## What is a Cardinality?

In mathematics, the cardinality of a set is a measure of the “number of elements” of the set. For example, the set A = {1, 2, 3} has a cardinality of 3. There are two approaches to cardinality – one which compares sets directly using bijections and another which uses cardinal numbers.

When comparing sets directly, we say that two sets have the same cardinality if there exists a bijection between them. In other words, if we can put the elements of one set into one-to-one correspondence with the elements of the other set. For example, the sets A = {1, 2, 3} and B = {x, y, z} have the same cardinality since we can define a bijection between them such as:

A = {1, 2, 3}

B = {x, y, z}

1 ↦ x

2 ↦ y

3 ↦ z

In this case, there are no leftover elements in either set – each element in A corresponds to exactly one element in B and vice versa. We say that two sets have different cardinalities if there does not exist such a bijection.

Another approach to cardinality is to assign a cardinal number to each set. In this case, we simply say that two sets have the same cardinality if they have been assigned the same number. So for our previous example:

A = {1, 2 ,3} has been assigned the number 3 since it contains three elements.

B = {x ,y ,z} has also been assigned the number 3 since it also contains three elements.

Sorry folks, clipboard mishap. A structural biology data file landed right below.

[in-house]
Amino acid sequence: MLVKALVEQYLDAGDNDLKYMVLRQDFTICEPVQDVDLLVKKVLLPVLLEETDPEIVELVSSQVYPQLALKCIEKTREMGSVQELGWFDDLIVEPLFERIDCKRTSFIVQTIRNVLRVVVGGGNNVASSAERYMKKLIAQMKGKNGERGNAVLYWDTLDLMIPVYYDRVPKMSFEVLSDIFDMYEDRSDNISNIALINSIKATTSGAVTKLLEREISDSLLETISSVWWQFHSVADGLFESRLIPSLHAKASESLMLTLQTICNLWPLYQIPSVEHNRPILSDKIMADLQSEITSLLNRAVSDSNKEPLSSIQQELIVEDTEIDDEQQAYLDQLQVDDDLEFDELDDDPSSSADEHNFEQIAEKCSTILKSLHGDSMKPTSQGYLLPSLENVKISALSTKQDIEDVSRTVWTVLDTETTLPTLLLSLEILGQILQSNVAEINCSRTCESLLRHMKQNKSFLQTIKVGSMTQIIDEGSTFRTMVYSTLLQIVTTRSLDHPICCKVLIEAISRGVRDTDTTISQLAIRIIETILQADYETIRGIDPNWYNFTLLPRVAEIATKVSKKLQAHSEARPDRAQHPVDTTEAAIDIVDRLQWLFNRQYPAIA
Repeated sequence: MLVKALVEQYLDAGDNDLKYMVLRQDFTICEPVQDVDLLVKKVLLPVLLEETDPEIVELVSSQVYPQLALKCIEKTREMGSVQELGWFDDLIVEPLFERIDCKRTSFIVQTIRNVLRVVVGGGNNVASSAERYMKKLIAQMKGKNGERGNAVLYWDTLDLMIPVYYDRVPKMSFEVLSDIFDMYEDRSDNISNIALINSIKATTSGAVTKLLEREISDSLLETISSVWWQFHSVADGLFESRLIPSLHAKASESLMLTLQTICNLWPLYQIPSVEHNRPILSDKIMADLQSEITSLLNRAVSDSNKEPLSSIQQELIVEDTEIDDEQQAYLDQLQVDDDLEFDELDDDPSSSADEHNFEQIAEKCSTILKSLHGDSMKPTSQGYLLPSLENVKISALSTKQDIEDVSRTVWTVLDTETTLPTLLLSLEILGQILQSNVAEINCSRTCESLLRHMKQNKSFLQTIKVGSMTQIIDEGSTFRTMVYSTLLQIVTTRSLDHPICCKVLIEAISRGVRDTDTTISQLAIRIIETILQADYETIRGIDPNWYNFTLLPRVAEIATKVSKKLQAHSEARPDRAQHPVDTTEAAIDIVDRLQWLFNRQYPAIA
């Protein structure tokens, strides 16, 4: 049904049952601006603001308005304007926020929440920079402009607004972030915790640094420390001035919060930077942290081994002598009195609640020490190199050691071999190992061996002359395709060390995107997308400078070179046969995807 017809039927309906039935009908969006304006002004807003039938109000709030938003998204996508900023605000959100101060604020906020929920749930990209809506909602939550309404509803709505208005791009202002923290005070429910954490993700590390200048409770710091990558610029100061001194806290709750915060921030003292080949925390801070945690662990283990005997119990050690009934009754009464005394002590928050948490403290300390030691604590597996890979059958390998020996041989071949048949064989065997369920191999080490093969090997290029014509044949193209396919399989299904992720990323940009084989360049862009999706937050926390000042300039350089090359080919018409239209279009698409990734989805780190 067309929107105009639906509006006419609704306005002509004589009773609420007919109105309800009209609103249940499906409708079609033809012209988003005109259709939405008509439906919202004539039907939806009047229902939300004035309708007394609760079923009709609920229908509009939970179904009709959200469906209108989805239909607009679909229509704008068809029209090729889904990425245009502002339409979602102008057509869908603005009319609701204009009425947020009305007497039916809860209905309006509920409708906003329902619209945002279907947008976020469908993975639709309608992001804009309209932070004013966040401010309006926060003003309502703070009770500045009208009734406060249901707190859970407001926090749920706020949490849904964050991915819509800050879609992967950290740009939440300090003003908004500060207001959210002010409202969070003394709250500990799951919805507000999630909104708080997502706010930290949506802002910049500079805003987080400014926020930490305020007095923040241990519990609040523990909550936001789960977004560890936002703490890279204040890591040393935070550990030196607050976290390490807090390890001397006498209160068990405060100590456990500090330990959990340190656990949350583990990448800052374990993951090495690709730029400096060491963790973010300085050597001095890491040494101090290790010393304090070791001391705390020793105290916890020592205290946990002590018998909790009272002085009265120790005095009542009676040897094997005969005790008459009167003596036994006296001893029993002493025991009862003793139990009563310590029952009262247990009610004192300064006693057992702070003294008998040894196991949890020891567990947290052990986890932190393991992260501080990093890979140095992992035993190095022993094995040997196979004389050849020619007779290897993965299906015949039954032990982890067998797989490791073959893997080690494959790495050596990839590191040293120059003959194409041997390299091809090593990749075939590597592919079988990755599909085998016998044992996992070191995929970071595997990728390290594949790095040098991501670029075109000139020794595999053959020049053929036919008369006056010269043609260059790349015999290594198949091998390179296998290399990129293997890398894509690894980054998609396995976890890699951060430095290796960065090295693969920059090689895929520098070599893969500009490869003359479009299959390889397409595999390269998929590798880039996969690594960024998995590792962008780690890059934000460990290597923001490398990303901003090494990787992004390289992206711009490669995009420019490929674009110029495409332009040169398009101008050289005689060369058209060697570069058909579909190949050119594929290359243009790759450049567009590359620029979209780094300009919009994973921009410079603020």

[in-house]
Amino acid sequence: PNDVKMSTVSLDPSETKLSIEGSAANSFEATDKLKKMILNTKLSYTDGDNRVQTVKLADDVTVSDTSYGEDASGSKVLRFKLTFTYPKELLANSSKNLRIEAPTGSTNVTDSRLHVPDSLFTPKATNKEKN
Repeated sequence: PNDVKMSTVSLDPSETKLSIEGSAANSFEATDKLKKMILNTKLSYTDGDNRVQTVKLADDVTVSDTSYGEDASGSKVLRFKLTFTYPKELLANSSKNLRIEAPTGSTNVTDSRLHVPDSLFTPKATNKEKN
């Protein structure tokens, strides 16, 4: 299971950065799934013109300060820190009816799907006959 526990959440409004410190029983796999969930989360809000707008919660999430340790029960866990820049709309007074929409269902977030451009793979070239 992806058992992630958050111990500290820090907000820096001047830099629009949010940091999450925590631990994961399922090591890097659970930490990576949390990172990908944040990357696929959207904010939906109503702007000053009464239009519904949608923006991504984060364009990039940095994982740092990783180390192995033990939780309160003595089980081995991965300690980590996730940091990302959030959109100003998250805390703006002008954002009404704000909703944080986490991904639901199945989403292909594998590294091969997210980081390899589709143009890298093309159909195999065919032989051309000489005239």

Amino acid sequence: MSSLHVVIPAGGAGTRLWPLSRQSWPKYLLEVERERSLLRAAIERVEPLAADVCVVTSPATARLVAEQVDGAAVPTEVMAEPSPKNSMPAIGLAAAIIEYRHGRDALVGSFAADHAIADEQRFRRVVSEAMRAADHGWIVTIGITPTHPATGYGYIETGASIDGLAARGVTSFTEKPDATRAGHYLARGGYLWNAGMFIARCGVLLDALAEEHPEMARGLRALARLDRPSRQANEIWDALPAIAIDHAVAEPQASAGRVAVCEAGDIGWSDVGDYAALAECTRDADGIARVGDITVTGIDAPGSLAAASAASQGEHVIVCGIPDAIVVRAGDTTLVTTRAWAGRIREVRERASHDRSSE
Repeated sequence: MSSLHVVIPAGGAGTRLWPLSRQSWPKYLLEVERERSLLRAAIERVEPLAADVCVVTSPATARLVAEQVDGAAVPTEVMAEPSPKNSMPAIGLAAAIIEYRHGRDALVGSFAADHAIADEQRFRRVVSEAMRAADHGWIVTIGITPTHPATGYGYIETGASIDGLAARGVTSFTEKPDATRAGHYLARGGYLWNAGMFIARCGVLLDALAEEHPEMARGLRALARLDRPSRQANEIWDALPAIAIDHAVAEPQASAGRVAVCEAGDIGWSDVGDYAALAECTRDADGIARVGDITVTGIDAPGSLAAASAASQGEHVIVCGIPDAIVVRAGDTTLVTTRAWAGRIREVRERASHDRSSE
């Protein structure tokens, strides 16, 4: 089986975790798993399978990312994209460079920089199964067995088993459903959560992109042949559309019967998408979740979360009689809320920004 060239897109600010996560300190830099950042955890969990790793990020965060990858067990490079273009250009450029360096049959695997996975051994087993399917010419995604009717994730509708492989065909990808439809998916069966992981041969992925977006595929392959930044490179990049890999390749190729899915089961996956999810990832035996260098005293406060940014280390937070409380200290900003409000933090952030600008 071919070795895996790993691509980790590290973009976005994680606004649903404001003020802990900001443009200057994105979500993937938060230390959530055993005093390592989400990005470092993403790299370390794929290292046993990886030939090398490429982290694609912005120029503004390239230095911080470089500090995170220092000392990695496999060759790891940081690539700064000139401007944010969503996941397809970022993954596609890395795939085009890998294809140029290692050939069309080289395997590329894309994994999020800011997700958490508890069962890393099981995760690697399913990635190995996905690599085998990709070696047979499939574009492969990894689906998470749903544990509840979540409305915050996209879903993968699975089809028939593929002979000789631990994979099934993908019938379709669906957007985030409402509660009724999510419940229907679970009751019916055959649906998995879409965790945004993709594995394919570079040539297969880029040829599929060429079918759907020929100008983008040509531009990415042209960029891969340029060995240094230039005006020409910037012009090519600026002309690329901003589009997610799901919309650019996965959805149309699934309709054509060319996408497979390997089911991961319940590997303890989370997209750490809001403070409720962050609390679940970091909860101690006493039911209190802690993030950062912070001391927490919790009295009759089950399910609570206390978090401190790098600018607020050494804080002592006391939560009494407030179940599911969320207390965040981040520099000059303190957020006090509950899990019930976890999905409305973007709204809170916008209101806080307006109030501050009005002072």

This approach has its advantages – it allows us to compare infinite sets using finite numbers – but it can be difficult to compute these numbers for some sets.

## Cardinality of a Set

The cardinality of a set is a measure of the number of elements in the set. It is usually denoted by |S|. For example, if S = {a, b, c}, then |S| = 3.

## Subsets and Supersets

There are two types of constraints that can be placed on the cardinality of a set: subsets and supersets. A subset is a constraint that allows for a smaller number of elements in the set, while a superset is a constraint that allows for a larger number of elements. For example, if we were to constrained the cardinality of a set to be 10, we would say that it is a subset of 20. Similarly, if we were to constrained the cardinality of a set to be 20, we would say that it is a superset of 10.

## Infinite Sets

An infinite set is a set that has an infinite number of elements. Examples of infinite sets include the set of all integers, the set of all real numbers, and the set of all complex numbers.